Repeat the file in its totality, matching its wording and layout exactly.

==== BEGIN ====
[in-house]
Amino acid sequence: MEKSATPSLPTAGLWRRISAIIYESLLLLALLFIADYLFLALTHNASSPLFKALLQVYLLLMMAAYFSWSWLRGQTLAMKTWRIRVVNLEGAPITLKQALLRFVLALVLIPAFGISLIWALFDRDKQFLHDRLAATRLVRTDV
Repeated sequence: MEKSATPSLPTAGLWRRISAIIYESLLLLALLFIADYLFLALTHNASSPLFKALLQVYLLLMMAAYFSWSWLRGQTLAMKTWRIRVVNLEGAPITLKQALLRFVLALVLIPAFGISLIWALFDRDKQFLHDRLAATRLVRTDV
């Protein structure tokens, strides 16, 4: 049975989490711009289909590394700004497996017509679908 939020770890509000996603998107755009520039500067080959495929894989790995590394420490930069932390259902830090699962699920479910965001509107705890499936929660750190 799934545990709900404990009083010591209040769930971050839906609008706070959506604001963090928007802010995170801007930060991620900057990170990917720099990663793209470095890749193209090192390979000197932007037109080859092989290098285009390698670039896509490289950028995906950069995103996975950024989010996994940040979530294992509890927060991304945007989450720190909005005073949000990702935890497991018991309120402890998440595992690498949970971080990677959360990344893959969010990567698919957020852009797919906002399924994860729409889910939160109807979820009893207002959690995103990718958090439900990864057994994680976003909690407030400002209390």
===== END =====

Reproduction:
[in-house]
Amino acid sequence: MEKSATPSLPTAGLWRRISAIIYESLLLLALLFIADYLFLALTHNASSPLFKALLQVYLLLMMAAYFSWSWLRGQTLAMKTWRIRVVNLEGAPITLKQALLRFVLALVLIPAFGISLIWALFDRDKQFLHDRLAATRLVRTDV
Repeated sequence: MEKSATPSLPTAGLWRRISAIIYESLLLLALLFIADYLFLALTHNASSPLFKALLQVYLLLMMAAYFSWSWLRGQTLAMKTWRIRVVNLEGAPITLKQALLRFVLALVLIPAFGISLIWALFDRDKQFLHDRLAATRLVRTDV
């Protein structure tokens, strides 16, 4: 049975989490711009289909590394700004497996017509679908 939020770890509000996603998107755009520039500067080959495929894989790995590394420490930069932390259902830090699962699920479910965001509107705890499936929660750190 799934545990709900404990009083010591209040769930971050839906609008706070959506604001963090928007802010995170801007930060991620900057990170990917720099990663793209470095890749193209090192390979000197932007037109080859092989290098285009390698670039896509490289950028995906950069995103996975950024989010996994940040979530294992509890927060991304945007989450720190909005005073949000990702935890497991018991309120402890998440595992690498949970971080990677959360990344893959969010990567698919957020852009797919906002399924994860729409889910939160109807979820009893207002959690995103990718958090439900990864057994994680976003909690407030400002209390």